The traditional model of providing software and services to customers through locally managed servers and storage is fast becoming obsolete. It is not only expensive — the cost of buying and maintaining an ever-growing cadre of servers alone is prohibitive — but also counterproductive. It prevents companies from focusing resources on the functions necessary to maintain and grow the business, like product development, marketing and customer relationship management.
For many businesses, the increasingly popular answer to storage concerns is cloud computing — a pay-as-you-go scheme that lets a company offload its computing resources, such as storage, processing power, software and services, to a network of servers located remotely (commonly called “the Cloud”). The cloud can either be private or hosted by a major provider such as Amazon, Google or Microsoft. With this paradigm, resources are delivered to users over the Internet on demand.
In today’s economic environment, cloud computing makes a lot of sense. Companies can avoid maintaining an IT infrastructure that requires purchasing and troubleshooting ever-larger legions of servers and other equipment, and the pay-as-you-go method helps them effectively manage their finances. In fact, analyst firm IDC expects spending on IT cloud services to nearly triple from today’s levels, reaching US$42 billion by 2012.
Simply having a cloud set-up to store corporate data is just the tip of the iceberg, however. The real value is in marrying the concept of the cloud with Software as a Service (SaaS), or on-demand software. Many business owners have come to recognize that these technologies can help improve customer satisfaction, fine-tune pricing and marketing approaches, and reduce costs. However, many fail to realize, for a variety of reasons, that the cloud is not just a money saver; it can be a money producer.
Increasing Revenue Streams: SaaS and the Cloud
While companies of all sizes are beginning to see the benefit of moving their data to the cloud, many more have already moved to a SaaS distribution model for their key applications, such as billing. By doing so, they have discovered that they can deliver software to their customers quickly and at lower cost, while increasing customer satisfaction and improving customers’ security and technology concerns.
By combining the SaaS delivery mechanism with the benefits of the cloud, companies can realize even greater efficiencies and possibilities to provision their services. What’s more, companies have access to much better usage tracking and reporting, which in turn leads to more effective and profitable billing tiers.
Additionally, by uniting SaaS with the cloud, companies have many more opportunities to increase revenue than ever before. With access to real-time information on how different customers are using the software, it becomes a fairly simple exercise to create different pricing schemes for different user groups and decide how best to construct pricing. Evidence may show, for example, that for one company, the most profitable and user-accepted pricing plan would combine a monthly charge with a charge per seat. Yet another company might find that pricing based on levels of use (utility-based billing) would be more appropriate. Either way, the ability to see how customers are using software provides pricing flexibility, which in turn leads to much greater revenue potential.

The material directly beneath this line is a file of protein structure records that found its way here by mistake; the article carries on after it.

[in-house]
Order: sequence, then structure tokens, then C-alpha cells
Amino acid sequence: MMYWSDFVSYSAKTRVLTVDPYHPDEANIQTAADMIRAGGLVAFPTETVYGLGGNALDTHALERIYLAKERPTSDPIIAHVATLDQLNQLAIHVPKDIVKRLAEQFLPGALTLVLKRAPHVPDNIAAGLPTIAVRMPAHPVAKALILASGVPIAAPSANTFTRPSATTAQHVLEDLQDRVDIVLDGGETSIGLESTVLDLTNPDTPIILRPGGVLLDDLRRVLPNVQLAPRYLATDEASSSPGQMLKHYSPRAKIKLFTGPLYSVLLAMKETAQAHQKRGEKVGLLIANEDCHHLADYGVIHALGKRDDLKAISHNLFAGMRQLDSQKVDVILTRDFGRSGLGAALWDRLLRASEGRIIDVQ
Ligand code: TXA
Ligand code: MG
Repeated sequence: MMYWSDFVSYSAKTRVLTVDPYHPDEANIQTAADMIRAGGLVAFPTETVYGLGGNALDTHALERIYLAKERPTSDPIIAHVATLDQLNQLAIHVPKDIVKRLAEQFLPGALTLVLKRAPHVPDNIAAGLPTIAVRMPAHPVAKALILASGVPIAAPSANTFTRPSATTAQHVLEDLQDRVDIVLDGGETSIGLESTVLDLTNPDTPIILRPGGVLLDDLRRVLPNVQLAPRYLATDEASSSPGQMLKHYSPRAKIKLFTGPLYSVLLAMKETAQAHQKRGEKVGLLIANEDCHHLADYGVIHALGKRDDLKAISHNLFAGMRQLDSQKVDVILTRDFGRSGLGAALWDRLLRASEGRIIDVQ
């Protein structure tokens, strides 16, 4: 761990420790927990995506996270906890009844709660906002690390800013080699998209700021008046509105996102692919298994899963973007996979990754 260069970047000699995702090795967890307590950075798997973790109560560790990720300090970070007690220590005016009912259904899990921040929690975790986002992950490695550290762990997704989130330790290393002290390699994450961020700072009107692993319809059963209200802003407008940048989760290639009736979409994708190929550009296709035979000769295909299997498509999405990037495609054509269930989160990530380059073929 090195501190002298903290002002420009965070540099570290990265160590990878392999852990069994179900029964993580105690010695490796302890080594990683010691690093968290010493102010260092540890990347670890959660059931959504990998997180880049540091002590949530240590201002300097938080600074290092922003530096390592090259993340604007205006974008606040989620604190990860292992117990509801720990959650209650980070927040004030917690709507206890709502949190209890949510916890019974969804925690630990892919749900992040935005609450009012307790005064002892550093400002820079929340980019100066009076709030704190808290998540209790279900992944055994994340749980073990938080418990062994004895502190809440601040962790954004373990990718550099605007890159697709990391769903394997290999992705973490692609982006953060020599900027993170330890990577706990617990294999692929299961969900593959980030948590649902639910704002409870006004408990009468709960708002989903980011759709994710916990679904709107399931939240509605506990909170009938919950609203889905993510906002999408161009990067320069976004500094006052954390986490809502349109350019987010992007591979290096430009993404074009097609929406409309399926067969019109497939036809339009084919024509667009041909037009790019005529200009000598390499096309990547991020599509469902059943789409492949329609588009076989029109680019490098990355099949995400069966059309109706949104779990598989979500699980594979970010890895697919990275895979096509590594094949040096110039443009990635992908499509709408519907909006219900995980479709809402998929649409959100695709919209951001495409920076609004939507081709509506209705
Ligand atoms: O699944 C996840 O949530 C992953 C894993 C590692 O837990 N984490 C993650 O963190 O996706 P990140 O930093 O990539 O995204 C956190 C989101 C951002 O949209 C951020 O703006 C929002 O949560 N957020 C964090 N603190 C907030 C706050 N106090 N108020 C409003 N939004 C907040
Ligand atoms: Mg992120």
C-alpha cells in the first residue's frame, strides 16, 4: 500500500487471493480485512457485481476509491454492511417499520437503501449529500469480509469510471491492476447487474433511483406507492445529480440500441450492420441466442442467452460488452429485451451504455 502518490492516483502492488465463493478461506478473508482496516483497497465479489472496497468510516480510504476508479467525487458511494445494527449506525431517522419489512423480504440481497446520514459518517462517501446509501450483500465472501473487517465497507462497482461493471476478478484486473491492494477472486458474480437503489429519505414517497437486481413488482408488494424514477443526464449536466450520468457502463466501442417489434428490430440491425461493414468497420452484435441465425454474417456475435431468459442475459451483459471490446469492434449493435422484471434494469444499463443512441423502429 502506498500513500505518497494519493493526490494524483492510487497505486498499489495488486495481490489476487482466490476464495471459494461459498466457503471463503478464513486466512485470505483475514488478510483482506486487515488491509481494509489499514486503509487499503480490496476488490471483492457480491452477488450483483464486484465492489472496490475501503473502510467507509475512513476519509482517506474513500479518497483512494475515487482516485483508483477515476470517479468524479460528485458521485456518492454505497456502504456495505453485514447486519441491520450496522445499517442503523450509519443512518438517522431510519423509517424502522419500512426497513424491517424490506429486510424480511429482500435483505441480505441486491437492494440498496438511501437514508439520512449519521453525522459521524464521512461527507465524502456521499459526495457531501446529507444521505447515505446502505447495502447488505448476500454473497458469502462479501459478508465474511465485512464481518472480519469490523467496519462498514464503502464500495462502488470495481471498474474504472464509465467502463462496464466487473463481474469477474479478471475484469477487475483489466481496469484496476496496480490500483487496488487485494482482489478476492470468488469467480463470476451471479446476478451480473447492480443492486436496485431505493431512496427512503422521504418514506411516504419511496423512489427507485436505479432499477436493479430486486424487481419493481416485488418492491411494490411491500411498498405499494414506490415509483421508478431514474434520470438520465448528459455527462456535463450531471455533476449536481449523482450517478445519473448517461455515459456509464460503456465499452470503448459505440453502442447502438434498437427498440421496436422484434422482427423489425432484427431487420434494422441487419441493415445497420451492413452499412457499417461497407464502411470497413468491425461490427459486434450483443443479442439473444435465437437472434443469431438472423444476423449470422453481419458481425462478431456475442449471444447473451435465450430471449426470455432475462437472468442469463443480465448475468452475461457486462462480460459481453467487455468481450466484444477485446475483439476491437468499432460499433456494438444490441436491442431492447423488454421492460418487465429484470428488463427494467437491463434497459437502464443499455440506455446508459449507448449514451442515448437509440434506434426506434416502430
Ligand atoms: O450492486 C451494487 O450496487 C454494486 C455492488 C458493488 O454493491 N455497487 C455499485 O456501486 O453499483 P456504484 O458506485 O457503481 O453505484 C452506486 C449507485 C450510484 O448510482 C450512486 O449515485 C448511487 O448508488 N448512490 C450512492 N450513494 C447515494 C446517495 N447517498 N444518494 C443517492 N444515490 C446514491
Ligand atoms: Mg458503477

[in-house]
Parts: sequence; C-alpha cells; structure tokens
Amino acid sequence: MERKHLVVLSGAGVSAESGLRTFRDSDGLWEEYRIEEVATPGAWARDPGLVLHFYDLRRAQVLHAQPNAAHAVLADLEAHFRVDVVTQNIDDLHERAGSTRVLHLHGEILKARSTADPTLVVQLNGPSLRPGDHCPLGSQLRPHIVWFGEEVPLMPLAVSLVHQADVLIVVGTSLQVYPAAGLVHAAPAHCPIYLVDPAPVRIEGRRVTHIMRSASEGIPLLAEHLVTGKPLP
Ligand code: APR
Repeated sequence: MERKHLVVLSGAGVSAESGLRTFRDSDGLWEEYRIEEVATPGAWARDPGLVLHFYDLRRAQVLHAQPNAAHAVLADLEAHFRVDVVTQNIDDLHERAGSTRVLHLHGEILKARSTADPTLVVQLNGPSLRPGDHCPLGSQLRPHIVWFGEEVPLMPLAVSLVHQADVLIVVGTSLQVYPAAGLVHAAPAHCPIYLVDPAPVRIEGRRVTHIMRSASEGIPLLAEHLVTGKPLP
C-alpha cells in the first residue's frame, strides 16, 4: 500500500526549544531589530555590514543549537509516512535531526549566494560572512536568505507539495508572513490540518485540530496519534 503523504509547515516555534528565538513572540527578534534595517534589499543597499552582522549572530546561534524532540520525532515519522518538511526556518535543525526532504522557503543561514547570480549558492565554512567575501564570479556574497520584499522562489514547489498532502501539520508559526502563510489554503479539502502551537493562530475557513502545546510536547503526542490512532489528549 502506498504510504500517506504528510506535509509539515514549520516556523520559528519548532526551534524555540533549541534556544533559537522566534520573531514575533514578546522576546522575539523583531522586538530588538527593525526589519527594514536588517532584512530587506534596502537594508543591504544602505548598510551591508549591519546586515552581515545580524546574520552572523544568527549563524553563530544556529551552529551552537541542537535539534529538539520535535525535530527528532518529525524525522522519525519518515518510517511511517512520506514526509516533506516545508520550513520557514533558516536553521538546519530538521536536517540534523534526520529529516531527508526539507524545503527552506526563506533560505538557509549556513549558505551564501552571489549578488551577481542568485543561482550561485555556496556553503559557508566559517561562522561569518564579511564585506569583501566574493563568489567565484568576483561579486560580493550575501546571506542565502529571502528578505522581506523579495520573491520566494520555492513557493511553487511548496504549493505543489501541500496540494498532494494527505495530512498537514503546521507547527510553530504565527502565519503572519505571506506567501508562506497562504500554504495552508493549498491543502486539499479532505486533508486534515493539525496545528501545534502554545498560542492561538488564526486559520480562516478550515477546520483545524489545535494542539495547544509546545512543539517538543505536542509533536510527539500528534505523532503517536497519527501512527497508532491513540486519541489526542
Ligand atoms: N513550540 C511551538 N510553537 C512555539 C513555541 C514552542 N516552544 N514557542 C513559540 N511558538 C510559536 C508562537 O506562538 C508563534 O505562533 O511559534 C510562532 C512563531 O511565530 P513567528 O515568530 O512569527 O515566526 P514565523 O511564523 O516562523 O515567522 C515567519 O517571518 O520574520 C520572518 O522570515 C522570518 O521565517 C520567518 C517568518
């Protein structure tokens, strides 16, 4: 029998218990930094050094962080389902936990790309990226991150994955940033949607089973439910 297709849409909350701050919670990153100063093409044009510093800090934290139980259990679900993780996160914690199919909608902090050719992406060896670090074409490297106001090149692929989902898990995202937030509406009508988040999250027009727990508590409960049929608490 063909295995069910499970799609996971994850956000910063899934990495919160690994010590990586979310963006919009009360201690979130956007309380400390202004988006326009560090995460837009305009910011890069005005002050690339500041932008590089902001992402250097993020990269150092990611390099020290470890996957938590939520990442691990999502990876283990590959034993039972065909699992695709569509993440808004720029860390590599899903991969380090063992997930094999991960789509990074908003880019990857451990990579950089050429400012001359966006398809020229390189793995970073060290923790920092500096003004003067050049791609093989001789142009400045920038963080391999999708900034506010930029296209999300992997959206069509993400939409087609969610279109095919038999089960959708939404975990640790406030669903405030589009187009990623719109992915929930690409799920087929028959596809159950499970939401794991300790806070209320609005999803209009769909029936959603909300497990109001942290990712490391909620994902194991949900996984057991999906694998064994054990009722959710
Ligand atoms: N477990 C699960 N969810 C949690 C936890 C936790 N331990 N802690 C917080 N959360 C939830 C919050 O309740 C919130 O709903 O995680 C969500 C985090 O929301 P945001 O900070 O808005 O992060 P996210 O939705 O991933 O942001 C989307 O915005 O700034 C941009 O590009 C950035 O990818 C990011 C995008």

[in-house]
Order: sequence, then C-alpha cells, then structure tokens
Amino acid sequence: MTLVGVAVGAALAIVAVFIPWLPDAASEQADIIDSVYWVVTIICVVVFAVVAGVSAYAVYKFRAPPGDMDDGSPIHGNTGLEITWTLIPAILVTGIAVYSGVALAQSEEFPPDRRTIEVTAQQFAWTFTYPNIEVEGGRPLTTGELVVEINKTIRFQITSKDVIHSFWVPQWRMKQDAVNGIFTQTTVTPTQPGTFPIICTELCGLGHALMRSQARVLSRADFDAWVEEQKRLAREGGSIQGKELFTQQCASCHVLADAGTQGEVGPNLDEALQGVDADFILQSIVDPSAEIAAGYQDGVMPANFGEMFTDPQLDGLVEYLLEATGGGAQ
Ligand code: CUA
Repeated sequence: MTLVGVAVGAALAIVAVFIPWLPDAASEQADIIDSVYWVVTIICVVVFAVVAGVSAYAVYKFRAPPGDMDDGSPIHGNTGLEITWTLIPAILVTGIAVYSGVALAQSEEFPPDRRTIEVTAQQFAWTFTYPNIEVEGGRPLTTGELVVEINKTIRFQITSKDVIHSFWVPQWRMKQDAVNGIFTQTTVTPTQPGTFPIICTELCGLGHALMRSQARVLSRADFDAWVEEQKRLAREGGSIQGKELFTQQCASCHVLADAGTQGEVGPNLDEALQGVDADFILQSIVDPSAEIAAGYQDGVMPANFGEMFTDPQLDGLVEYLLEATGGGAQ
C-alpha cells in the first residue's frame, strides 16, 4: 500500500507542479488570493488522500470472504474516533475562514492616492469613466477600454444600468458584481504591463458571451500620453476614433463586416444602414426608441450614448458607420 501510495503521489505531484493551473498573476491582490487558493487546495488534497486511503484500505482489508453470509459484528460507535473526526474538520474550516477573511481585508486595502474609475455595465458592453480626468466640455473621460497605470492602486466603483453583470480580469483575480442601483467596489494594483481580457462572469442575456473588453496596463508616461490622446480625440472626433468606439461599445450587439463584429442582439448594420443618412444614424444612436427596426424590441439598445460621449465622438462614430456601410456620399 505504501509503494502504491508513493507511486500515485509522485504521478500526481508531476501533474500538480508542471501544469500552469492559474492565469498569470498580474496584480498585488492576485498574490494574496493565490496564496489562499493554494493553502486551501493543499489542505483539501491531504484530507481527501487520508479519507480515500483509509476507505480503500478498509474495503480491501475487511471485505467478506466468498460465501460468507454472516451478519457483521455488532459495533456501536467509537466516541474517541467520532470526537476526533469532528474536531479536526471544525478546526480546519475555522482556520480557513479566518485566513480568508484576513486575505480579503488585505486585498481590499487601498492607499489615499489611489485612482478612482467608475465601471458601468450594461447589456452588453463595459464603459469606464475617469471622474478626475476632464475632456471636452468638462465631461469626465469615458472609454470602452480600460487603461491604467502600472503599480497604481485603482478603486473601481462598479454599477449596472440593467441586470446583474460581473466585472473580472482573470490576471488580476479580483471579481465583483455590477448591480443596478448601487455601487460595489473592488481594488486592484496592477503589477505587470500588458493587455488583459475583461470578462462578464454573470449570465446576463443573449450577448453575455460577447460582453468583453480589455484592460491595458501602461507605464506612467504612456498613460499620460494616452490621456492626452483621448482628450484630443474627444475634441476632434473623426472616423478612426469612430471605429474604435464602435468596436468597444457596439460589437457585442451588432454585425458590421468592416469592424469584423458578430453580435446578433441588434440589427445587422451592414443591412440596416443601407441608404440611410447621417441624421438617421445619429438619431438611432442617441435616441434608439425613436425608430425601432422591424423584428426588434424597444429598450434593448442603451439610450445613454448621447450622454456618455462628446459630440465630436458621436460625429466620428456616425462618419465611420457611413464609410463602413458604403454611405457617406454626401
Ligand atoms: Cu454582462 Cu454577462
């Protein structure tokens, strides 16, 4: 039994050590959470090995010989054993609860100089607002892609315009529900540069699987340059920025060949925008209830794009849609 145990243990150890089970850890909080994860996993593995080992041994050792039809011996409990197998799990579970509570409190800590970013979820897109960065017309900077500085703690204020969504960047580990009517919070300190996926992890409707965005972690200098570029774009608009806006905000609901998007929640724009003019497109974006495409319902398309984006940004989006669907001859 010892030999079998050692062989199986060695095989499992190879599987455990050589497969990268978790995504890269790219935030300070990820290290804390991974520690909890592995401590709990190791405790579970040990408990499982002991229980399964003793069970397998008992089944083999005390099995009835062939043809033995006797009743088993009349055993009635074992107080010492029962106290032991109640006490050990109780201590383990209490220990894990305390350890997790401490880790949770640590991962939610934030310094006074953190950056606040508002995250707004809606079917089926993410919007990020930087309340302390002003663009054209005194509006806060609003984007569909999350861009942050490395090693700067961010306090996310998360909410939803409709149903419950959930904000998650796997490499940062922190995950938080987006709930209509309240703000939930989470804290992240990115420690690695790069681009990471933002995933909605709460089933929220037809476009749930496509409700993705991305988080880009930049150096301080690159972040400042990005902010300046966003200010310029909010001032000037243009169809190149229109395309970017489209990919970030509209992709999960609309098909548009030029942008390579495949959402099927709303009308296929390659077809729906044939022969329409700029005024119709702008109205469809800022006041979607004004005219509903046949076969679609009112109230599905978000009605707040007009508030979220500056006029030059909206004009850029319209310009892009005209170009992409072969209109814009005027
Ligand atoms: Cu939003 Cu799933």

Companies can aim even higher than pricing by thinking bigger. For example, when you offersoftware as a service via the cloud, it gives software developers and other third parties the opportunity to create market-specific products based on your offering, as well as plug-ins, extensions and even new features of your core product.
Each such development not only increases revenue for your base offering, but also can provide you with a recurring revenue stream via a percentage of every sale the third-party developer makes. Take, for example, a gas station owner who uses a company’s SaaS-based accounting offering as a launching pad for an application specific to gas stations’ needs. That niche product can be a source of income for years to come.
One company that has done this with extraordinary success is Apple, which has created a “cloud marketspace” for delivery of mobile software. Apple has not only profited greatly from direct sales, but also spawned a huge industry of independent software developers writing successful applications for the iPhone, every sale of which earns Apple a percentage.
In fact, third-party developers have provided the App Store with thousands of paid and free iPhone applications. As of April 24, 2009, Apple confirmed that users had downloaded more than 1 billion applications from its App Store.
Managing and growing a successful business requires accurate information, and combining on-demand software and services with the cloud provides just that. The automation afforded by this method provides myriad benefits. Better visibility into customers’ buying and usage patterns, combined with comprehensive analytics, translates into more successful transactions, more repeat business, and greater opportunities for capitalizing on the software and services already in place.
In this economy, the cost savings afforded by this approach can’t be ignored. Little or no delivery cost, greater marketing capabilities and power, and a chance to expand the depth and breadth of software and services via third parties is a combination that creates satisfied customers, long-term revenue, and a much greater profit potential.
Ed Sullivan is the founder and CEO of Aria Systems, a Software as a Service (SaaS) billing and customer lifecycle management provider.